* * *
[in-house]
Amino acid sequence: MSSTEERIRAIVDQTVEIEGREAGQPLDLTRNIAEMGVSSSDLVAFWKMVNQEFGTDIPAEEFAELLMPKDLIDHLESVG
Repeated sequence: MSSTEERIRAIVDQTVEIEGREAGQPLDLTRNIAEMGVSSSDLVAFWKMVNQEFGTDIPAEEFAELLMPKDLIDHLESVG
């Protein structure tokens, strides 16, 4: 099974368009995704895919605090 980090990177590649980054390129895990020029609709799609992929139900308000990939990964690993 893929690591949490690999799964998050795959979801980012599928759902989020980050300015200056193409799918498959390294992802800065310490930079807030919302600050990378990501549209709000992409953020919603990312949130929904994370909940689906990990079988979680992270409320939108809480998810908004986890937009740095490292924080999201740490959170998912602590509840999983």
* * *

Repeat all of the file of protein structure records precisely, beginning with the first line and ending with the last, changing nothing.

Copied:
[in-house]
Amino acid sequence: MSSTEERIRAIVDQTVEIEGREAGQPLDLTRNIAEMGVSSSDLVAFWKMVNQEFGTDIPAEEFAELLMPKDLIDHLESVG
Repeated sequence: MSSTEERIRAIVDQTVEIEGREAGQPLDLTRNIAEMGVSSSDLVAFWKMVNQEFGTDIPAEEFAELLMPKDLIDHLESVG
């Protein structure tokens, strides 16, 4: 099974368009995704895919605090 980090990177590649980054390129895990020029609709799609992929139900308000990939990964690993 893929690591949490690999799964998050795959979801980012599928759902989020980050300015200056193409799918498959390294992802800065310490930079807030919302600050990378990501549209709000992409953020919603990312949130929904994370909940689906990990079988979680992270409320939108809480998810908004986890937009740095490292924080999201740490959170998912602590509840999983």